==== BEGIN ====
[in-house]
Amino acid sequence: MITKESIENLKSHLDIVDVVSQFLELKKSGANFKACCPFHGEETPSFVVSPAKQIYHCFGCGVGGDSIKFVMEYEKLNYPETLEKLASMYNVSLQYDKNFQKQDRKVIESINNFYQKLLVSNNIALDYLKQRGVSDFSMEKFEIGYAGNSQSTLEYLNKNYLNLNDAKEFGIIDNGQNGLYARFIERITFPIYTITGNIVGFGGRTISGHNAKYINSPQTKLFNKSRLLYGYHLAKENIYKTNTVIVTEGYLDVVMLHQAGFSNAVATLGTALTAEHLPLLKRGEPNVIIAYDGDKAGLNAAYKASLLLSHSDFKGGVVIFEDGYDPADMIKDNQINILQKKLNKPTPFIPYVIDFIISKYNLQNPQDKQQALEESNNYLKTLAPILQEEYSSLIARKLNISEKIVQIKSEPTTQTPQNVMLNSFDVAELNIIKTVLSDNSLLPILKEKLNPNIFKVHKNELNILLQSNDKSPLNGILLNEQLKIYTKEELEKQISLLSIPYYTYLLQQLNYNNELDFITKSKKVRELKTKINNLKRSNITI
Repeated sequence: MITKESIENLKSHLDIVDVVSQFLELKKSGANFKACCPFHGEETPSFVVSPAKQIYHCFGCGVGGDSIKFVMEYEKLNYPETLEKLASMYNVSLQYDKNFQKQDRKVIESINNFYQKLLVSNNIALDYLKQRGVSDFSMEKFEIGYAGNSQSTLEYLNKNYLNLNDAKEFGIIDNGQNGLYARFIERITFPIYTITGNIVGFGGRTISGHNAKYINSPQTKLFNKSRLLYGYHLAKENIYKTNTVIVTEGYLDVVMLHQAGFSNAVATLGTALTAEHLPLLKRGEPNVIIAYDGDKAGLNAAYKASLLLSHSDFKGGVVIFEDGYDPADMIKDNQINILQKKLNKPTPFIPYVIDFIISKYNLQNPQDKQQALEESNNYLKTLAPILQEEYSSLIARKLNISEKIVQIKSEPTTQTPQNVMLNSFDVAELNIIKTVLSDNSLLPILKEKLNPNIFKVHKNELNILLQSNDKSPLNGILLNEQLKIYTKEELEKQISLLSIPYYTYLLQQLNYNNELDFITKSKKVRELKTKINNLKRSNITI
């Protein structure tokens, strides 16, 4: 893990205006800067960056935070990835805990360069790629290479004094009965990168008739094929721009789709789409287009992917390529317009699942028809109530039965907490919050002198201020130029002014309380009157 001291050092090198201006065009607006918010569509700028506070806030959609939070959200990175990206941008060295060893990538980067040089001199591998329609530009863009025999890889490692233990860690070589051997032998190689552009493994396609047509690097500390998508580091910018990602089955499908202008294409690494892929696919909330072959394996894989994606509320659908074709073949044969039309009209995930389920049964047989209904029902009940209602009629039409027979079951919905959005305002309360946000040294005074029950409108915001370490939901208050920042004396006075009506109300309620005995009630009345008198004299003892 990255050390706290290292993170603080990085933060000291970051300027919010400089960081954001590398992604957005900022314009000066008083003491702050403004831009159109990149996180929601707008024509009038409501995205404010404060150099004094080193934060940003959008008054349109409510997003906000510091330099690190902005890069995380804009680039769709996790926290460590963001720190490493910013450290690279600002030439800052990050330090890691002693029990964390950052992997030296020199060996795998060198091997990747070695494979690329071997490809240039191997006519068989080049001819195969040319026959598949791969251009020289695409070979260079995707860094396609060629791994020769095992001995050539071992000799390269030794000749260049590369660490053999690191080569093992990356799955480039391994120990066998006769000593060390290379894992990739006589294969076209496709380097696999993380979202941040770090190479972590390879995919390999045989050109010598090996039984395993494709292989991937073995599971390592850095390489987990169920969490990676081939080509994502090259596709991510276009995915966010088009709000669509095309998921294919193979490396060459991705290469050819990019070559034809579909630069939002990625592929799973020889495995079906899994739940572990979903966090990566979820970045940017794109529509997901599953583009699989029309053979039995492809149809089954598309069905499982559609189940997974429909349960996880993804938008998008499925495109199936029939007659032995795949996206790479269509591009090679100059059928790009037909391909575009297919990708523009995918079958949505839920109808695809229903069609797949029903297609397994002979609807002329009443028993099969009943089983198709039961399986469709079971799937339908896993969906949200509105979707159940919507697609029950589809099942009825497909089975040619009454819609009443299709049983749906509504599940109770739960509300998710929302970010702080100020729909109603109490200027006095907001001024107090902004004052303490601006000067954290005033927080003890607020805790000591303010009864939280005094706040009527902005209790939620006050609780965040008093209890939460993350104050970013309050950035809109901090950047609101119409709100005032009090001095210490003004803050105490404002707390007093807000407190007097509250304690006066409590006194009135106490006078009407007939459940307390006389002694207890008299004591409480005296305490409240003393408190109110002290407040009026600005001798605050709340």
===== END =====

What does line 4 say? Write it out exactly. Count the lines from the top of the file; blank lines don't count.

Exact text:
């Protein structure tokens, strides 16, 4: 893990205006800067960056935070990835805990360069790629290479004094009965990168008739094929721009789709789409287009992917390529317009699942028809109530039965907490919050002198201020130029002014309380009157 001291050092090198201006065009607006918010569509700028506070806030959609939070959200990175990206941008060295060893990538980067040089001199591998329609530009863009025999890889490692233990860690070589051997032998190689552009493994396609047509690097500390998508580091910018990602089955499908202008294409690494892929696919909330072959394996894989994606509320659908074709073949044969039309009209995930389920049964047989209904029902009940209602009629039409027979079951919905959005305002309360946000040294005074029950409108915001370490939901208050920042004396006075009506109300309620005995009630009345008198004299003892 990255050390706290290292993170603080990085933060000291970051300027919010400089960081954001590398992604957005900022314009000066008083003491702050403004831009159109990149996180929601707008024509009038409501995205404010404060150099004094080193934060940003959008008054349109409510997003906000510091330099690190902005890069995380804009680039769709996790926290460590963001720190490493910013450290690279600002030439800052990050330090890691002693029990964390950052992997030296020199060996795998060198091997990747070695494979690329071997490809240039191997006519068989080049001819195969040319026959598949791969251009020289695409070979260079995707860094396609060629791994020769095992001995050539071992000799390269030794000749260049590369660490053999690191080569093992990356799955480039391994120990066998006769000593060390290379894992990739006589294969076209496709380097696999993380979202941040770090190479972590390879995919390999045989050109010598090996039984395993494709292989991937073995599971390592850095390489987990169920969490990676081939080509994502090259596709991510276009995915966010088009709000669509095309998921294919193979490396060459991705290469050819990019070559034809579909630069939002990625592929799973020889495995079906899994739940572990979903966090990566979820970045940017794109529509997901599953583009699989029309053979039995492809149809089954598309069905499982559609189940997974429909349960996880993804938008998008499925495109199936029939007659032995795949996206790479269509591009090679100059059928790009037909391909575009297919990708523009995918079958949505839920109808695809229903069609797949029903297609397994002979609807002329009443028993099969009943089983198709039961399986469709079971799937339908896993969906949200509105979707159940919507697609029950589809099942009825497909089975040619009454819609009443299709049983749906509504599940109770739960509300998710929302970010702080100020729909109603109490200027006095907001001024107090902004004052303490601006000067954290005033927080003890607020805790000591303010009864939280005094706040009527902005209790939620006050609780965040008093209890939460993350104050970013309050950035809109901090950047609101119409709100005032009090001095210490003004803050105490404002707390007093807000407190007097509250304690006066409590006194009135106490006078009407007939459940307390006389002694207890008299004591409480005296305490409240003393408190109110002290407040009026600005001798605050709340």